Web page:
Tuesday, October 20, 2009

The Law of Love & Coveting

Recently I am sort of going through a Francis Schaeffer reading spell. In his book entitled True Spirituality he paints some wonderful insights on the first elements of the Christian walk. One that struck me in the first chapters was talk about the inward struggle with the elements of following and loving God. He says,

"When we talk of the Christian life, or true spirituality, when we talk about freedoms from the bonds of sin, we must wrestle with the inward problems of not coveting against God and men, of loving God and men, and not merely some set of externals [rules]."

He establishes that the command "Thou Shalt Not Covet" also implies thou shalt share, give, and seek the good of others (see 1 Cor. 10:13, 14). This is because each commandment taken in it's fullest sense also enjoins it's opposite. For instance "Thou Shalt Not Kill" also implies "Thou Shalt Preserve Life".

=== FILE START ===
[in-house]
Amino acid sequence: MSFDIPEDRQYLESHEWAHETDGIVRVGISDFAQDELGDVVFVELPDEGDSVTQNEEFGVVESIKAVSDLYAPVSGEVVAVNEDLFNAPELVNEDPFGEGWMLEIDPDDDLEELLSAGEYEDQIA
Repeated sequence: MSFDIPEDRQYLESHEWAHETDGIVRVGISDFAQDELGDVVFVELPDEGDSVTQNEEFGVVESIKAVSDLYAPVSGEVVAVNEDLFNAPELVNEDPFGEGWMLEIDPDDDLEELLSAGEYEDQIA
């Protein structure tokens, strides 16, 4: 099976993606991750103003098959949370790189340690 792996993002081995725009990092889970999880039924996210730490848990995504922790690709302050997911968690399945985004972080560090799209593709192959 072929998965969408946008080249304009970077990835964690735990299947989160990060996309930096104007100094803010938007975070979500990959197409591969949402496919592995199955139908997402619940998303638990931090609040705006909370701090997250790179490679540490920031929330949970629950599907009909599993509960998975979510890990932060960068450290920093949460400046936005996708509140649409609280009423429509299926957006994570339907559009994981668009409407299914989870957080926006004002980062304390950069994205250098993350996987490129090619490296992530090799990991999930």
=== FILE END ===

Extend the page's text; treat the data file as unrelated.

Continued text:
Now consider this in context of the famous love chapter (1 Cor. 13).

13:1 If I speak in the tongues of men and of angels, but have not love, I am a noisy gong or a clanging cymbal. 2 And if I have prophetic powers, and understand all mysteries and all knowledge, and if I have all faith, so as to remove mountains, but have not love, I am nothing. 3 If I give away all I have, and if I deliver up my body to be burned, [1] but have not love, I gain nothing.

4 Love is patient and kind; love does not envy or boast; it is not arrogant 5 or rude. It does not insist on its own way; it is not irritable or resentful; [2] 6 it does not rejoice at wrongdoing, but rejoices with the truth. 7 Love bears all things, believes all things, hopes all things, endures all things.

8 Love never ends.

In essence, when we see that coveting is intrinsically tied to our confession of love for God and how we live it we find that the love chapter, which is often viewed as a flowery passage, becomes perhaps the most convicting passage in all of scripture.

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